When I was in Grade 2, I had a teacher called Miss Reynolds. She was outwardly terrifying and children in Grade 1 spent a lot of time hoping they would not be placed in her class.
But there I was, stuck with Miss Reynolds for a whole year. And it turned out she was lovely – my first life lesson in the uselessness of worrying about things that haven’t happened yet.
My memories are hazy, but in a clear indication of how good it was, I do remember clearly that we had a big tin of dog biscuits kept ready for the daily visit of a big golden neighbourhood dog called Shannon and we all took turns to give him a biscuit.
But one day, in a fit of six-year-oldness, I took a book and hit my desk mate on the head with it. I don’t remember why, and I don’t think I hit the child all that hard. But Miss Reynolds was mightily displeased. I can’t remember the punishment (being made to sit in a corner, probably) but I remember very clearly what she said: you don’t do that to a book. (In retrospect, it’s a little odd that she cared more about the book than the other kid.)
But in that time of no Internet and no television, books were Very Important. There was a list of things you didn’t do to books, according to both Miss Reynolds and other grown-ups in my life. You didn’t:
- Fold back corners of pages to mark your place
- Bend the book back and break its spine
- Spill anything on the pages
- Write in a book
- Return them late to the library
- Hit other children with them.
Memories of Miss Reynolds surfaced recently when I read an article on Freethoughtblogs about people who write in library books. Writer Mano Singham grew up in Sri Lanka and says books were expensive and “commonly seen as a precious shared resource”.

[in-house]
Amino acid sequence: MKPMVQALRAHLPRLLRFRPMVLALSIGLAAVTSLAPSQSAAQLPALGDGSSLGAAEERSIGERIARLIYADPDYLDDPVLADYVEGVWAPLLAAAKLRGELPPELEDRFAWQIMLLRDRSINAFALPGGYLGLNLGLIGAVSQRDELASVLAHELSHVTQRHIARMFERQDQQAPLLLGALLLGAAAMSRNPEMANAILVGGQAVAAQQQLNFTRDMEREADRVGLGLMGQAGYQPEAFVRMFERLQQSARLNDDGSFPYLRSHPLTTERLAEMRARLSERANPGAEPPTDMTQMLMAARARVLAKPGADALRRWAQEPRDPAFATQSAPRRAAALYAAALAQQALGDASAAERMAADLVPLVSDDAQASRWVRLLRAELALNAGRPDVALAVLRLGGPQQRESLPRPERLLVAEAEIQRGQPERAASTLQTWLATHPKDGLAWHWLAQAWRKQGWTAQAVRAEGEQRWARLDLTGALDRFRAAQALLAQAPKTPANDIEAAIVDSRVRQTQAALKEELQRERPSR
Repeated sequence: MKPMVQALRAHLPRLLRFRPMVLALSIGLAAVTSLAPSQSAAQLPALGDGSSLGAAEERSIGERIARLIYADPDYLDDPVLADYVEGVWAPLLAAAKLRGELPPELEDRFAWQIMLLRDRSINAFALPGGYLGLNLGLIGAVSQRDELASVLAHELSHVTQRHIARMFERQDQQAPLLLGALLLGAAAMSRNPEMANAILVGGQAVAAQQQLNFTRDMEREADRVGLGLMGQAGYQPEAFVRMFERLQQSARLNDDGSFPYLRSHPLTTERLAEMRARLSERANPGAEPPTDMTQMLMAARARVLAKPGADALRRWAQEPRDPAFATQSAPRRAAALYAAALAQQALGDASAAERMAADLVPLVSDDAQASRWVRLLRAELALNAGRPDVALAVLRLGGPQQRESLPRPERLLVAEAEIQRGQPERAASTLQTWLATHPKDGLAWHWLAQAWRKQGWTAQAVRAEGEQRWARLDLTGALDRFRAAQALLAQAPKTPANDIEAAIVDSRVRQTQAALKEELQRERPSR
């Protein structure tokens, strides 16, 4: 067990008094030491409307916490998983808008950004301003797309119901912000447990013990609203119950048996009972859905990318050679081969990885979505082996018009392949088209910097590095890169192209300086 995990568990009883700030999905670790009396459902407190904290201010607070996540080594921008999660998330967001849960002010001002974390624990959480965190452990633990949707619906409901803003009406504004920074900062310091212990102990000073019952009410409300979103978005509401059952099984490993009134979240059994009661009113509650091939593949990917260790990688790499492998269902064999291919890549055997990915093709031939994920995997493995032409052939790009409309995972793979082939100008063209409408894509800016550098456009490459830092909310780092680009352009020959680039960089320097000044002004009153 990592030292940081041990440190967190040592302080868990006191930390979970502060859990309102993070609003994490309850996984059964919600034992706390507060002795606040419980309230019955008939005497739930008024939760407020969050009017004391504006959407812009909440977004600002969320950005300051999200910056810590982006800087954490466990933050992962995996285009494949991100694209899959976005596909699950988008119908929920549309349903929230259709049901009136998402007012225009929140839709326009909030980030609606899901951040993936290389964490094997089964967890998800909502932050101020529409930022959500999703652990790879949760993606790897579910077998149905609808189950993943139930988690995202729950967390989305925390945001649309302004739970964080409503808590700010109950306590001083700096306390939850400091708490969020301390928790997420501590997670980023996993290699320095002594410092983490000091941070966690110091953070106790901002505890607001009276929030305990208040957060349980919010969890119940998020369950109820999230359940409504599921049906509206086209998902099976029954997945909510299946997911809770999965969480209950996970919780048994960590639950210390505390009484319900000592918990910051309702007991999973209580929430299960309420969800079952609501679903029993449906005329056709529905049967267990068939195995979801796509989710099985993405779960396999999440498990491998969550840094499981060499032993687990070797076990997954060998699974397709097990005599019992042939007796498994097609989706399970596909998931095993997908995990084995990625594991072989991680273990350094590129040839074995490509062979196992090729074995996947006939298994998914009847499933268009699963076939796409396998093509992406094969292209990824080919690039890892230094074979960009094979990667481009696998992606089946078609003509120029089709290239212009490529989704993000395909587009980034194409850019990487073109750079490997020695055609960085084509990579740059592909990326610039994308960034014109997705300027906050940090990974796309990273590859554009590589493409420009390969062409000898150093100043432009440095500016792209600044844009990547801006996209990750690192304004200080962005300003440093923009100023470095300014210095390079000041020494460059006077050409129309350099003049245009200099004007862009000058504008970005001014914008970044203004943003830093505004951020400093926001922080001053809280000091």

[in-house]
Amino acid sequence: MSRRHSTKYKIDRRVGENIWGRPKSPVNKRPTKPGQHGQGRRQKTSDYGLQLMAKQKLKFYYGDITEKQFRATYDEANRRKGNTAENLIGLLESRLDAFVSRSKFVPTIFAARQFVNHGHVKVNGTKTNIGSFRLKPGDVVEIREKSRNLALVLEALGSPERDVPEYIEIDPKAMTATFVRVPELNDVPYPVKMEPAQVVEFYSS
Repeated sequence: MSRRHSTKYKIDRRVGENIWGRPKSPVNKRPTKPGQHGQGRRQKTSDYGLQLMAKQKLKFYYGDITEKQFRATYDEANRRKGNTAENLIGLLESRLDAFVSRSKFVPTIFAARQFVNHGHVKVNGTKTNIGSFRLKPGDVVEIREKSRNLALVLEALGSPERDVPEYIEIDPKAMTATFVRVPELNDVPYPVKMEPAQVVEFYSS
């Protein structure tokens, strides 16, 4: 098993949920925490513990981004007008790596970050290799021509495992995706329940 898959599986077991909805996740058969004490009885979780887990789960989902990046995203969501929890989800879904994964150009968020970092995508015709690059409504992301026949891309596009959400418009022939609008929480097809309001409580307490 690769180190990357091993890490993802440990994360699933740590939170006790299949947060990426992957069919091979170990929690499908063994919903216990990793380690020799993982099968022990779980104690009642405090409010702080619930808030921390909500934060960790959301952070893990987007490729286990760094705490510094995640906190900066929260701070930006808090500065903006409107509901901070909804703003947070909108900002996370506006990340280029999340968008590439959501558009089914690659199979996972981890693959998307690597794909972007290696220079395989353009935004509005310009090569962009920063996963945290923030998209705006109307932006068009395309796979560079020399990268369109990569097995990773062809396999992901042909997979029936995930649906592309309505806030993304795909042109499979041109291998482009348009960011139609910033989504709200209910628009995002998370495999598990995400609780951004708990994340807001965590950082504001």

Miss Reynolds would probably have liked him, but I don’t know what she would have made of this statement:
“People who write or otherwise deface library books are like graffiti writers or vandals who randomly destroy things just so that others cannot enjoy them. I am opposed to the death penalty but am willing to consider it in two cases: those who park in handicapped spaces without having the need to and those who write in library books.”
In our family we never park in handicapped bays – my husband’s mother spent many years in a wheelchair and that leaves its mark.
I confess that I do write in books that I own – recipe books, or books that I am using to study. And after many years of struggle I am able to take books back to the library after the due date- even though my grandmother turns in her grave every time I do it (this is one of many ways to fail at being middle class).
But the books that I return to the library have never been written in. Not ever.
And I have never, ever hit anyone with a book, or thrown one across a room. Or turned down the corner to mark a page. I’m with Miss Reynolds: there are some things that are just a bridge too far.